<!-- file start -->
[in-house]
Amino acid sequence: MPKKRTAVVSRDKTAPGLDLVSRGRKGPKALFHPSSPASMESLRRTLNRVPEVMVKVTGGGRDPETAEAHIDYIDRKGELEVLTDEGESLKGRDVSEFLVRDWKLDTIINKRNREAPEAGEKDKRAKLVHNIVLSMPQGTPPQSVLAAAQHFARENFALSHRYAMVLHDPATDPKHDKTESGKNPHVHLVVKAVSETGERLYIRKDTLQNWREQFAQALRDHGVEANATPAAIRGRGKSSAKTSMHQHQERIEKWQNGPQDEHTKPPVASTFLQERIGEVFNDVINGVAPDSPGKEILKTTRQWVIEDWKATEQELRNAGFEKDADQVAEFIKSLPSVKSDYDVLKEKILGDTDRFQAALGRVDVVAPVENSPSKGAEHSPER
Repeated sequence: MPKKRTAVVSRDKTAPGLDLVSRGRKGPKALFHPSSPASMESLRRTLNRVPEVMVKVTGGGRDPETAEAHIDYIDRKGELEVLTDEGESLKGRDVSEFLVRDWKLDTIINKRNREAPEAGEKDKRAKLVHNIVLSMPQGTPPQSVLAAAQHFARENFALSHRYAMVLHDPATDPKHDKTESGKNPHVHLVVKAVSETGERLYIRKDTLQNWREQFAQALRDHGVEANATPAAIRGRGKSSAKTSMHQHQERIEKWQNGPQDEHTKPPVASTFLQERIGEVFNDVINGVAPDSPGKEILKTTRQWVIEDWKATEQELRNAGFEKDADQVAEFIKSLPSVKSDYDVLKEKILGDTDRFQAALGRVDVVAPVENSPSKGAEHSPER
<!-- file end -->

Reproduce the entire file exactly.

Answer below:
[in-house]
Amino acid sequence: MPKKRTAVVSRDKTAPGLDLVSRGRKGPKALFHPSSPASMESLRRTLNRVPEVMVKVTGGGRDPETAEAHIDYIDRKGELEVLTDEGESLKGRDVSEFLVRDWKLDTIINKRNREAPEAGEKDKRAKLVHNIVLSMPQGTPPQSVLAAAQHFARENFALSHRYAMVLHDPATDPKHDKTESGKNPHVHLVVKAVSETGERLYIRKDTLQNWREQFAQALRDHGVEANATPAAIRGRGKSSAKTSMHQHQERIEKWQNGPQDEHTKPPVASTFLQERIGEVFNDVINGVAPDSPGKEILKTTRQWVIEDWKATEQELRNAGFEKDADQVAEFIKSLPSVKSDYDVLKEKILGDTDRFQAALGRVDVVAPVENSPSKGAEHSPER
Repeated sequence: MPKKRTAVVSRDKTAPGLDLVSRGRKGPKALFHPSSPASMESLRRTLNRVPEVMVKVTGGGRDPETAEAHIDYIDRKGELEVLTDEGESLKGRDVSEFLVRDWKLDTIINKRNREAPEAGEKDKRAKLVHNIVLSMPQGTPPQSVLAAAQHFARENFALSHRYAMVLHDPATDPKHDKTESGKNPHVHLVVKAVSETGERLYIRKDTLQNWREQFAQALRDHGVEANATPAAIRGRGKSSAKTSMHQHQERIEKWQNGPQDEHTKPPVASTFLQERIGEVFNDVINGVAPDSPGKEILKTTRQWVIEDWKATEQELRNAGFEKDADQVAEFIKSLPSVKSDYDVLKEKILGDTDRFQAALGRVDVVAPVENSPSKGAEHSPER